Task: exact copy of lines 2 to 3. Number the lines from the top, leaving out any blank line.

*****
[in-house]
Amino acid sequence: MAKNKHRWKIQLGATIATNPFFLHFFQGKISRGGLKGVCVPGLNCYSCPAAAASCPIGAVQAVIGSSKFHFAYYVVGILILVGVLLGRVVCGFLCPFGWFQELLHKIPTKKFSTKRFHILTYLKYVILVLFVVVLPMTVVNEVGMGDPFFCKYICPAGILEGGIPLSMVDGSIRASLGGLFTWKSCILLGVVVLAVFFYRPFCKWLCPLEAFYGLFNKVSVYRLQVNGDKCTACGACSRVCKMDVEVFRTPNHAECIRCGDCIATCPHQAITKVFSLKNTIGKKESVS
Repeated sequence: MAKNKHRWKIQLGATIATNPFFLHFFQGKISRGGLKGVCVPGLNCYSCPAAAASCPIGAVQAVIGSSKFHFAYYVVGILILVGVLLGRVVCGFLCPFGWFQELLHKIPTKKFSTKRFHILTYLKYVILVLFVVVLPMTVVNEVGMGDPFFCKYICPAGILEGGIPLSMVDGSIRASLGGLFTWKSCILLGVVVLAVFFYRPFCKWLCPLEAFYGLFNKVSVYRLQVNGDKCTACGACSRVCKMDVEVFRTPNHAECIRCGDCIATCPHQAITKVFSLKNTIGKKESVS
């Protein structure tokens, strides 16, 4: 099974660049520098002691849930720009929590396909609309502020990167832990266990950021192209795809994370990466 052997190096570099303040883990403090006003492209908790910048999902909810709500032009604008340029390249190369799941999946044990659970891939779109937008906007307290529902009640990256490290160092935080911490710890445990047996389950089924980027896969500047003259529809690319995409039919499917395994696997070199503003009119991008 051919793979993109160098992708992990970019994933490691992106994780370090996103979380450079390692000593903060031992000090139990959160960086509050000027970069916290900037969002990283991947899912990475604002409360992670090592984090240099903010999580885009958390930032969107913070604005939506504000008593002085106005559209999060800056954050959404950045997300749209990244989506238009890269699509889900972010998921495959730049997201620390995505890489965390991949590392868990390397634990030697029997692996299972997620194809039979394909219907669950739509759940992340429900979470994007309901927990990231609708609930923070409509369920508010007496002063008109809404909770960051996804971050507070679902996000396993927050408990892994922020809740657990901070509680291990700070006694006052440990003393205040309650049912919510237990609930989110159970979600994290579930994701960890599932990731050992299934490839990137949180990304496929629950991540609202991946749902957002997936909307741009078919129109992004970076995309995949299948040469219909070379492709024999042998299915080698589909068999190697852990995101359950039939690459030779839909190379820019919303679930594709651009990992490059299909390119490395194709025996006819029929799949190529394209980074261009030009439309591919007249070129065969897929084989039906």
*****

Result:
Amino acid sequence: MAKNKHRWKIQLGATIATNPFFLHFFQGKISRGGLKGVCVPGLNCYSCPAAAASCPIGAVQAVIGSSKFHFAYYVVGILILVGVLLGRVVCGFLCPFGWFQELLHKIPTKKFSTKRFHILTYLKYVILVLFVVVLPMTVVNEVGMGDPFFCKYICPAGILEGGIPLSMVDGSIRASLGGLFTWKSCILLGVVVLAVFFYRPFCKWLCPLEAFYGLFNKVSVYRLQVNGDKCTACGACSRVCKMDVEVFRTPNHAECIRCGDCIATCPHQAITKVFSLKNTIGKKESVS
Repeated sequence: MAKNKHRWKIQLGATIATNPFFLHFFQGKISRGGLKGVCVPGLNCYSCPAAAASCPIGAVQAVIGSSKFHFAYYVVGILILVGVLLGRVVCGFLCPFGWFQELLHKIPTKKFSTKRFHILTYLKYVILVLFVVVLPMTVVNEVGMGDPFFCKYICPAGILEGGIPLSMVDGSIRASLGGLFTWKSCILLGVVVLAVFFYRPFCKWLCPLEAFYGLFNKVSVYRLQVNGDKCTACGACSRVCKMDVEVFRTPNHAECIRCGDCIATCPHQAITKVFSLKNTIGKKESVS